The film follows the young performers from the competitive audition process through their intensive three-week rehearsal period in the Vermont countryside, where they are coached by performers from the Ringling Brothers Circus, Big Apple Circus and Cirque Du Soleil. Physical theater artist Fritz Grobe, of Eepy Bird and Oddfellow Theater fame, is the juggling coach.

"Circus Dreams" chronicles their exhausting 70-performance tour in 14 towns over seven weeks, capturing their intense work ethic, passion for performance, deep friendships and budding loves.

The film focuses on four characters: Joy Powers and Maddy Hall, best friends and clown partners, who are on a mission to prove that “girls can be funny, too;" Jacob Tischler, who overcomes of his sense of isolation by finding a place to shine in the circus ring; and Thula Martin, a 12-year-old hula dancer from Hawaii, who grows from an injured child into a capable young woman over the course of the film.

The supporting cast includes death-defying aerialists and two brothers on a quest to become the best diabolo jugglers in the world.

"Mainstream media aimed at teens and tweens tends to feature a lot of negative stereotypes and rampant consumerism and really lacks positive role models, especially for girls," said filmmaker Signe Taylor. " In 'Circus Dreams,' I wanted to present a noncommercial, authentic and alternative vision of the struggles and triumphs of youth."

"Circus Dreams" has received numerous festival awards, including an Indie Spec Award at the 2011 Boston International Film Festival.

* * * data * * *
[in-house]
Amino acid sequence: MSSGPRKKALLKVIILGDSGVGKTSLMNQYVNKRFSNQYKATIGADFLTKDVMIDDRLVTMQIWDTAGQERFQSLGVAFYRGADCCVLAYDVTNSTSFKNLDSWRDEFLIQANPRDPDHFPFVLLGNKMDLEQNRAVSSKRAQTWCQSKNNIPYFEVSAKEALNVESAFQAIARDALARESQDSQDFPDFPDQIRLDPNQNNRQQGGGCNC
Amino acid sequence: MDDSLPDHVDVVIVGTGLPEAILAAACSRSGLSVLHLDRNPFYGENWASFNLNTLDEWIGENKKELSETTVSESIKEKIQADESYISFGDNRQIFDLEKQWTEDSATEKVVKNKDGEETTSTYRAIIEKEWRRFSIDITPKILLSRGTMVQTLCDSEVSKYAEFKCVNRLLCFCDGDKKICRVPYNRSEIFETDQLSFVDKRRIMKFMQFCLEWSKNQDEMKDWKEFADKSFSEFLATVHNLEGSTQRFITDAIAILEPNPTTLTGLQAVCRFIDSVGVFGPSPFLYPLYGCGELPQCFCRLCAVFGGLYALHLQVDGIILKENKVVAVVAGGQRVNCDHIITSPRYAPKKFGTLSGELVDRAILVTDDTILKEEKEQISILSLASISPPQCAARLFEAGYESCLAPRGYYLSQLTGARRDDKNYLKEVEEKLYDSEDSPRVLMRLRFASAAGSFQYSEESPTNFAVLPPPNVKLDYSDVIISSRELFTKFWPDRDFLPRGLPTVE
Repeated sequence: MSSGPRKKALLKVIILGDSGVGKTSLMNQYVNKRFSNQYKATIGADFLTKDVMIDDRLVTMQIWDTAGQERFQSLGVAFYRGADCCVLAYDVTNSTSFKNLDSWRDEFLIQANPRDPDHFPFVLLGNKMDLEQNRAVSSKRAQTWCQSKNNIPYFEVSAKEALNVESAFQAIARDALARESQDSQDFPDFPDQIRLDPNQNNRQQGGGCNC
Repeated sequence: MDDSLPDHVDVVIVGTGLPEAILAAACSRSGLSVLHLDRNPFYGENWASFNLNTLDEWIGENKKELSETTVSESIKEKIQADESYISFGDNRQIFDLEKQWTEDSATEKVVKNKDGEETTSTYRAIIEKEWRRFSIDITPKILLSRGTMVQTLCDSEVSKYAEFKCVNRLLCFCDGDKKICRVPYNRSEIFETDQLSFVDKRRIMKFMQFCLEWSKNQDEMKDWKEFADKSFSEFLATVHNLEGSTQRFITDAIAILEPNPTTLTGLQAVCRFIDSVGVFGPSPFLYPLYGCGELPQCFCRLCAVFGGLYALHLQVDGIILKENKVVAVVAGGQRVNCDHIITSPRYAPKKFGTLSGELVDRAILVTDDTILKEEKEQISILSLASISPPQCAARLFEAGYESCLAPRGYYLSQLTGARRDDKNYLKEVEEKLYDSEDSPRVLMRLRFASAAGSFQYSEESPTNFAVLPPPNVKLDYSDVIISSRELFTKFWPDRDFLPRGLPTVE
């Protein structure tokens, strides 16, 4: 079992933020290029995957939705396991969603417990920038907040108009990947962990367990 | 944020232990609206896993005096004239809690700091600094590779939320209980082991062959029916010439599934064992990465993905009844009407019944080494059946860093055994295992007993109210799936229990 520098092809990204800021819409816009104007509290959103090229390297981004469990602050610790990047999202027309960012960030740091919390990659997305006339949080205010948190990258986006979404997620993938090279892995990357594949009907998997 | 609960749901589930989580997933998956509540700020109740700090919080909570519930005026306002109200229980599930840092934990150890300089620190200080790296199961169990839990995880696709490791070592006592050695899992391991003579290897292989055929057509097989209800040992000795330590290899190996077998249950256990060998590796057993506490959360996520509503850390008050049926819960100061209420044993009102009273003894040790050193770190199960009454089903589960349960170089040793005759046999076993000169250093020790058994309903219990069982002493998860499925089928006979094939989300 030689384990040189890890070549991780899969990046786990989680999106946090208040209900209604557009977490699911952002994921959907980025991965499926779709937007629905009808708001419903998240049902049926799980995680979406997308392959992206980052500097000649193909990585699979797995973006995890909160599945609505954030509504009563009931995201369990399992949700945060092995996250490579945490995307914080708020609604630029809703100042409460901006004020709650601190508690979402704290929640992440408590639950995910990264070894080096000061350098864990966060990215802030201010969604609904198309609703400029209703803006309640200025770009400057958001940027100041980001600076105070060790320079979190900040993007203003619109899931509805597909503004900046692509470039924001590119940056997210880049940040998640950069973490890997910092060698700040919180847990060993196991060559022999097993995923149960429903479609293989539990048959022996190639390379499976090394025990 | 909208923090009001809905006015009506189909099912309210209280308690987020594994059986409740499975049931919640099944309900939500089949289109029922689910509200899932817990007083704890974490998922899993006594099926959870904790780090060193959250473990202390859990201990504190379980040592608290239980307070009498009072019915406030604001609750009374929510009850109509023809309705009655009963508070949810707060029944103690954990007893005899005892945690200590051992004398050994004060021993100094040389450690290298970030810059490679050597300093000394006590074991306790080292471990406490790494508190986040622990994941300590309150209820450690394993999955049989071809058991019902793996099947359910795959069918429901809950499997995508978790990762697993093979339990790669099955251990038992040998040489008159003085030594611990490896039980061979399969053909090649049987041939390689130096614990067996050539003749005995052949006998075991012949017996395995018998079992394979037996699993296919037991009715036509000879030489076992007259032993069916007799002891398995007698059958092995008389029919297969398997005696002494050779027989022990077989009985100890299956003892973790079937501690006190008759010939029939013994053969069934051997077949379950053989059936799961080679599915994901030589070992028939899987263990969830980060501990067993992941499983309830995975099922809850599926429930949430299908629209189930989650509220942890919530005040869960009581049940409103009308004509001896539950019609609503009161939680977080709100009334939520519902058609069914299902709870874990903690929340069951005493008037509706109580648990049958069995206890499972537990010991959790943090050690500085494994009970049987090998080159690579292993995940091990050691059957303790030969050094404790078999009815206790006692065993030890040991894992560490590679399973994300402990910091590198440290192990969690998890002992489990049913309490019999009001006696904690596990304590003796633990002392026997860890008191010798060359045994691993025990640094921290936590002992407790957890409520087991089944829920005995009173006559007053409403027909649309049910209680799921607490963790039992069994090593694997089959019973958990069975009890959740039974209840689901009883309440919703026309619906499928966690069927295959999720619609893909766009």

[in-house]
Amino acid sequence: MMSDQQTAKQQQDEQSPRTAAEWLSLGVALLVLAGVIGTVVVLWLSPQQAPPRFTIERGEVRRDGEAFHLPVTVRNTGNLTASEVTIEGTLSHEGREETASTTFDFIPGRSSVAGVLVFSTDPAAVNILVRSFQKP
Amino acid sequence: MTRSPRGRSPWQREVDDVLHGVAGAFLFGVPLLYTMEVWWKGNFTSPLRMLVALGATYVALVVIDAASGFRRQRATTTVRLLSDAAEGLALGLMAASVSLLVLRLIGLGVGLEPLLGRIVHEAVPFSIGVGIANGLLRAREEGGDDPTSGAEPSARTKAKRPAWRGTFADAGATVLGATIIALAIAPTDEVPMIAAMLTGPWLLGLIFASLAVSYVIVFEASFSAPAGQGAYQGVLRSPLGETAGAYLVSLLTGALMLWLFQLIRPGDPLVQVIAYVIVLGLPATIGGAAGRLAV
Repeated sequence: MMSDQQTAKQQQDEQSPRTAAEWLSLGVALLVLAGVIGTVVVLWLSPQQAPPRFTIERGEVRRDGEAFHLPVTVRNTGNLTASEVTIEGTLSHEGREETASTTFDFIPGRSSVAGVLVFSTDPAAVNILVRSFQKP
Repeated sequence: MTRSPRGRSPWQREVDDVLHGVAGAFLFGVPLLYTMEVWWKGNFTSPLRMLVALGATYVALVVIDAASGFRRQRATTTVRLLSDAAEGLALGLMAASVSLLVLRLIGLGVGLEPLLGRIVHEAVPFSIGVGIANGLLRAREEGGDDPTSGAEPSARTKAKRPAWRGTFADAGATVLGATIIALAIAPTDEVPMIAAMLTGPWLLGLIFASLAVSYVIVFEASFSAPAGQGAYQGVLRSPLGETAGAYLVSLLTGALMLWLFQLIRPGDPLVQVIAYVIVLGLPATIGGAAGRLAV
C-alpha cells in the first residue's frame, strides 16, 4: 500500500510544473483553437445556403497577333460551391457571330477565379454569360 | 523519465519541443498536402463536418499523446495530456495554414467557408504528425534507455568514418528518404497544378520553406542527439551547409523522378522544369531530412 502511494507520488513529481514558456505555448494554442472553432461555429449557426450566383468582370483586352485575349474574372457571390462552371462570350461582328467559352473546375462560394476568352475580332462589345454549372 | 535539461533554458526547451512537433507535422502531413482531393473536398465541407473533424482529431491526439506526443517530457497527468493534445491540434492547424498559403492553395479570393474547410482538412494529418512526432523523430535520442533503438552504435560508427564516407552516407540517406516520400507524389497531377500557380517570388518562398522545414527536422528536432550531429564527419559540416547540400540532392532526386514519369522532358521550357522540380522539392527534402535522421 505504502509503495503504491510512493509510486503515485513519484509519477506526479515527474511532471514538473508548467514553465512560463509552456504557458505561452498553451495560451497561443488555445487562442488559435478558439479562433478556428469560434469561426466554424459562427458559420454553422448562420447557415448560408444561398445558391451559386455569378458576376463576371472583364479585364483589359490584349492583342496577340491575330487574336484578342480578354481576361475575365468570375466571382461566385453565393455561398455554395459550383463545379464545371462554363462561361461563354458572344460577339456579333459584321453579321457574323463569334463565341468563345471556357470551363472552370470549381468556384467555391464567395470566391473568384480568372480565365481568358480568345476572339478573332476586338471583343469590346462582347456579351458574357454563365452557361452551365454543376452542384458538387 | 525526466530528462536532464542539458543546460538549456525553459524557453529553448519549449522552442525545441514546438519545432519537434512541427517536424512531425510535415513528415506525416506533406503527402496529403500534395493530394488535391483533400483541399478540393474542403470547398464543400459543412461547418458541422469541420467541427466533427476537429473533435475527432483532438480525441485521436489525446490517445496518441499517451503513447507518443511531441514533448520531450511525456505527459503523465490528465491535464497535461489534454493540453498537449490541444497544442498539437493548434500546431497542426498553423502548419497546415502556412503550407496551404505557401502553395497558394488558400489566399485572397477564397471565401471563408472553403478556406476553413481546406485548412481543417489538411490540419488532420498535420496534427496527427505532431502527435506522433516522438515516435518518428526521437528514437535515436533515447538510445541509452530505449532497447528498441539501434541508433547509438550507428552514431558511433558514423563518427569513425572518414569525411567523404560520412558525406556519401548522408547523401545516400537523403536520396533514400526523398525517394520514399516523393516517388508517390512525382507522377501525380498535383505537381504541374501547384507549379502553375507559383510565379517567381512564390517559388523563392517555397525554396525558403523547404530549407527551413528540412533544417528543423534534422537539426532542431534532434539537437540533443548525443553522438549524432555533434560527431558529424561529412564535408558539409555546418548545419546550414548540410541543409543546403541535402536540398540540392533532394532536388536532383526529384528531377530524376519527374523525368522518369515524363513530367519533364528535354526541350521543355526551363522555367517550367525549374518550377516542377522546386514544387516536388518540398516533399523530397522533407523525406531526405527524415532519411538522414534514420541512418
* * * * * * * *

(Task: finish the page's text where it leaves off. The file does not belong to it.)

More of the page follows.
WCBB-Channel 10 will show the film at 10 p.m. Thursday, April 5, and 11 a.m. Saturday, April 7.

Circus Smirkus will return to Maine this summer on its 25th anniversary tour,  with four live performances in Freeport on Aug. 6-7 presented by and benefiting the Merriconeag Warldorf schools.

Orange County Fair 2010 Russell Bros Circus

Uploaded by MissTheTipper on Mar 27, 2011
Montage of the wonderful Russell Bros Family Fun Circus
at the Orange County Fair 2010

Eating Lunch with Elephants

(photos by Karley Osborn)
Posted on March 26th, 2012
by Carol Shih 

We sent D Magazine intern Karley Osborn to eat lunch, and she came back with photos of these wrinkly friends.

This is a story about circus elephants who do lunch.
 Jump for the circus.
 Orange shopping carts sectioned off the El Rio Grande parking last Thursday, turning the space into an elephant-sized cafeteria for the afternoon. MEGA 107.5 blasted music from a tent outside the supermarket as super(sized) stars Bo, Cindy, and Jenny from the George Carden Circus chowed down on their favorite treats from the produce aisle: red apples, carrots, and bananas.

The purpose of the pachyderms’ public snack break? A little bit of promo for the Shrine Circus, running March 30th-April 1st at the Fair Park Coliseum.

Heavy traffic on I-30 caused the circus’ blue transport truck to arrive about 30 minutes behind schedule, so when the three Asian elephants did finally disembark they were Hungry with a capital H. Bo and his lady-friends pre-gamed with an appetizer of hay, then suited up in harnesses bedazzled with red and blue stars before walking trunk-in-tail to the center of the parking lot where their banquet tables awaited.

Weighing in at 12,000 pounds and standing 11 ½ feet tall, Bo the bull is the largest performing elephant in the world. As it turns out, he just may be the greediest, too.